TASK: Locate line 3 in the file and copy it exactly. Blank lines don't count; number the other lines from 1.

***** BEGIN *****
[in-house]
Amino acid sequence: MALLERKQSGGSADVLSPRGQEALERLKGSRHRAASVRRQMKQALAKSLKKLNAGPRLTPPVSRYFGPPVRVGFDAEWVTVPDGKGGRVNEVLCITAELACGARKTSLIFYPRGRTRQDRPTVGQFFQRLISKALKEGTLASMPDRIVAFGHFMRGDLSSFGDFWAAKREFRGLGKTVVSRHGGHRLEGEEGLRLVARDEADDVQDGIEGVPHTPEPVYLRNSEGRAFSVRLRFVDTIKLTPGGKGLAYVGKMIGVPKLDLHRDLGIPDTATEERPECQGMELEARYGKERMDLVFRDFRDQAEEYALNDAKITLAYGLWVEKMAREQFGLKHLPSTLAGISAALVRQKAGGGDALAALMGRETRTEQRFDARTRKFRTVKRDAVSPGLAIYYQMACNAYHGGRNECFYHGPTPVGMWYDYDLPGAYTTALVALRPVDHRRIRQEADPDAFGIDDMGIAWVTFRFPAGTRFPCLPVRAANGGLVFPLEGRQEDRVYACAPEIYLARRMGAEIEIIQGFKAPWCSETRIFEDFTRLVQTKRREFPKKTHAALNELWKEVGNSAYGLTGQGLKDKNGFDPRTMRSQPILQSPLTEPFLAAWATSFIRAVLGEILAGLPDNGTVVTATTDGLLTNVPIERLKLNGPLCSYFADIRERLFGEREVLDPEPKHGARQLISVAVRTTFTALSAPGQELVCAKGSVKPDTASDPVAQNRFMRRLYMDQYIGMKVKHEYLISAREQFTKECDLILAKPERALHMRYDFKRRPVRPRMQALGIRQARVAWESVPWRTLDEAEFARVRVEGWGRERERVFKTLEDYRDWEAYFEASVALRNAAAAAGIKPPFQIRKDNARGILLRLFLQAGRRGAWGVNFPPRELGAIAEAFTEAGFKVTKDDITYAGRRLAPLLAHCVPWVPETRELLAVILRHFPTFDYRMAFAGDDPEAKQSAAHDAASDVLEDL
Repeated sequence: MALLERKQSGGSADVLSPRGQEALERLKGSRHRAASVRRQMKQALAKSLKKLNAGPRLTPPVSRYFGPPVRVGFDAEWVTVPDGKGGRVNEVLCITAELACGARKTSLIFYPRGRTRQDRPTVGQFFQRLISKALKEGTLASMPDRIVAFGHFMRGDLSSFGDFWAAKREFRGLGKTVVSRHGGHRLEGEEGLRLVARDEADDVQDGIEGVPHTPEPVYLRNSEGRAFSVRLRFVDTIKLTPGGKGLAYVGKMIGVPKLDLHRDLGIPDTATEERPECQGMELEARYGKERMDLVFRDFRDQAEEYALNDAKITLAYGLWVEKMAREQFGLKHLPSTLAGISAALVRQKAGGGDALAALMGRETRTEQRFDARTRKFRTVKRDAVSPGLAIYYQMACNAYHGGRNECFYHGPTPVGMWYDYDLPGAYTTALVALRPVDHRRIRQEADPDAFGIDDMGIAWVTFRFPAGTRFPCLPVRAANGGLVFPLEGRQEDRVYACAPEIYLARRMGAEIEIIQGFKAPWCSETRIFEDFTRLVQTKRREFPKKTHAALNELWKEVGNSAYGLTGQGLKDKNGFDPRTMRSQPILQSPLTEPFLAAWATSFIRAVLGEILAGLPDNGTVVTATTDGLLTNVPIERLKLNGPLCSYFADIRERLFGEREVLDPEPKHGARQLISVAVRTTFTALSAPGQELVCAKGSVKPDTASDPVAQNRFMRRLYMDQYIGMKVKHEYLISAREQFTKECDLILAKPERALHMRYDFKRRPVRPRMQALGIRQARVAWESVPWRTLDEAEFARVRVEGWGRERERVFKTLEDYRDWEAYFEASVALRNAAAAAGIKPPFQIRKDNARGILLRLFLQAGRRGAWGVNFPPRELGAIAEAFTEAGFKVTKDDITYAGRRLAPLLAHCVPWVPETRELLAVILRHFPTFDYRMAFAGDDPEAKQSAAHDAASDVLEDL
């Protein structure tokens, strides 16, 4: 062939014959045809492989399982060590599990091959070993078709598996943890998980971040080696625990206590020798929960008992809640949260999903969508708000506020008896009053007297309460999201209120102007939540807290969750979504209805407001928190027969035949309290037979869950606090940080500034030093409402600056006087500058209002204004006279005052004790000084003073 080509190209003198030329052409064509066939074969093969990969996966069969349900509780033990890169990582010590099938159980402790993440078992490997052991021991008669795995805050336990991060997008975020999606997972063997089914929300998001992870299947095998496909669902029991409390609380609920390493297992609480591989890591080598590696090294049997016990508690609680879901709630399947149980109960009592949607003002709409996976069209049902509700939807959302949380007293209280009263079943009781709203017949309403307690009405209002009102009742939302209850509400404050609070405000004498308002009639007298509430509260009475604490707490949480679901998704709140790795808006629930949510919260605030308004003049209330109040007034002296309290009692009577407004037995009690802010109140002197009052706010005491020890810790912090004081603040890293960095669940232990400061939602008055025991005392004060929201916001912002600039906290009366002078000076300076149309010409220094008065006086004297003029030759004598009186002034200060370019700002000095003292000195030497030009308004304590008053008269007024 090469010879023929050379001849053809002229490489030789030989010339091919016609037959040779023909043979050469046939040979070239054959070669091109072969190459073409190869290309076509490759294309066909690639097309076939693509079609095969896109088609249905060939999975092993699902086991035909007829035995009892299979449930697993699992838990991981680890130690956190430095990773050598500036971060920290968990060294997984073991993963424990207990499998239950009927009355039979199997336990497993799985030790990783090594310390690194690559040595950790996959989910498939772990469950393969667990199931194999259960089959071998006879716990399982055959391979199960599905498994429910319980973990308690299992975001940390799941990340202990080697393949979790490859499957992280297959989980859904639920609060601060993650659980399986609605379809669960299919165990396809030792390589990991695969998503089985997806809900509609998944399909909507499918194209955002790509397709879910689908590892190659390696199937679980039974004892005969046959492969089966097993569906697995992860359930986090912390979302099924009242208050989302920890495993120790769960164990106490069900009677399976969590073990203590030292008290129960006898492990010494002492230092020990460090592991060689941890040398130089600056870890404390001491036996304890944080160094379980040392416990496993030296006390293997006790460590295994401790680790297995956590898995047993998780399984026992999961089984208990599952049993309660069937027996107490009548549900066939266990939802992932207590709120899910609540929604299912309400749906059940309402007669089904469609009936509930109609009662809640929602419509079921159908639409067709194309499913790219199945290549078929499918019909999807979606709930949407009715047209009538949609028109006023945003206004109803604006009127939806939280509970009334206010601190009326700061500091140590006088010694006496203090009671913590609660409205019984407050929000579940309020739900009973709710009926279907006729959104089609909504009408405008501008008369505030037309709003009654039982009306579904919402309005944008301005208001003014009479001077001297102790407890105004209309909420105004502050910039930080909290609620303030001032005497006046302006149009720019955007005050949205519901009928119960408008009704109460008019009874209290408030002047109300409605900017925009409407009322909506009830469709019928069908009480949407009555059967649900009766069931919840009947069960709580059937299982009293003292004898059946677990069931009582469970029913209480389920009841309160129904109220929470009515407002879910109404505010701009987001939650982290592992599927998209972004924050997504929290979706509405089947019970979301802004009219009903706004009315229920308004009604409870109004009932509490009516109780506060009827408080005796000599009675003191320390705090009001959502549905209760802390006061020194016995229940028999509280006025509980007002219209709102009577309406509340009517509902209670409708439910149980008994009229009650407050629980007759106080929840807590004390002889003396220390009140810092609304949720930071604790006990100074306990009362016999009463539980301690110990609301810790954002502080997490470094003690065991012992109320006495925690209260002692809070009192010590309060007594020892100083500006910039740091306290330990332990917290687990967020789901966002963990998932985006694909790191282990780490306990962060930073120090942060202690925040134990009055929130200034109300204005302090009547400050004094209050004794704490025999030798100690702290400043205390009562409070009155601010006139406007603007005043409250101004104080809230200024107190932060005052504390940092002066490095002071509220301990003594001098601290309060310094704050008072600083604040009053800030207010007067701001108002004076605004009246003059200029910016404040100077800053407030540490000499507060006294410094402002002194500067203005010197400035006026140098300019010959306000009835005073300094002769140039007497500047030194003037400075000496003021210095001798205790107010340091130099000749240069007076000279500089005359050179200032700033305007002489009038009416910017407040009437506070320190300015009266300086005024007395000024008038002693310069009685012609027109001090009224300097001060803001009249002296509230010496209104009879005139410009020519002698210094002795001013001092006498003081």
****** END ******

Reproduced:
Repeated sequence: MALLERKQSGGSADVLSPRGQEALERLKGSRHRAASVRRQMKQALAKSLKKLNAGPRLTPPVSRYFGPPVRVGFDAEWVTVPDGKGGRVNEVLCITAELACGARKTSLIFYPRGRTRQDRPTVGQFFQRLISKALKEGTLASMPDRIVAFGHFMRGDLSSFGDFWAAKREFRGLGKTVVSRHGGHRLEGEEGLRLVARDEADDVQDGIEGVPHTPEPVYLRNSEGRAFSVRLRFVDTIKLTPGGKGLAYVGKMIGVPKLDLHRDLGIPDTATEERPECQGMELEARYGKERMDLVFRDFRDQAEEYALNDAKITLAYGLWVEKMAREQFGLKHLPSTLAGISAALVRQKAGGGDALAALMGRETRTEQRFDARTRKFRTVKRDAVSPGLAIYYQMACNAYHGGRNECFYHGPTPVGMWYDYDLPGAYTTALVALRPVDHRRIRQEADPDAFGIDDMGIAWVTFRFPAGTRFPCLPVRAANGGLVFPLEGRQEDRVYACAPEIYLARRMGAEIEIIQGFKAPWCSETRIFEDFTRLVQTKRREFPKKTHAALNELWKEVGNSAYGLTGQGLKDKNGFDPRTMRSQPILQSPLTEPFLAAWATSFIRAVLGEILAGLPDNGTVVTATTDGLLTNVPIERLKLNGPLCSYFADIRERLFGEREVLDPEPKHGARQLISVAVRTTFTALSAPGQELVCAKGSVKPDTASDPVAQNRFMRRLYMDQYIGMKVKHEYLISAREQFTKECDLILAKPERALHMRYDFKRRPVRPRMQALGIRQARVAWESVPWRTLDEAEFARVRVEGWGRERERVFKTLEDYRDWEAYFEASVALRNAAAAAGIKPPFQIRKDNARGILLRLFLQAGRRGAWGVNFPPRELGAIAEAFTEAGFKVTKDDITYAGRRLAPLLAHCVPWVPETRELLAVILRHFPTFDYRMAFAGDDPEAKQSAAHDAASDVLEDL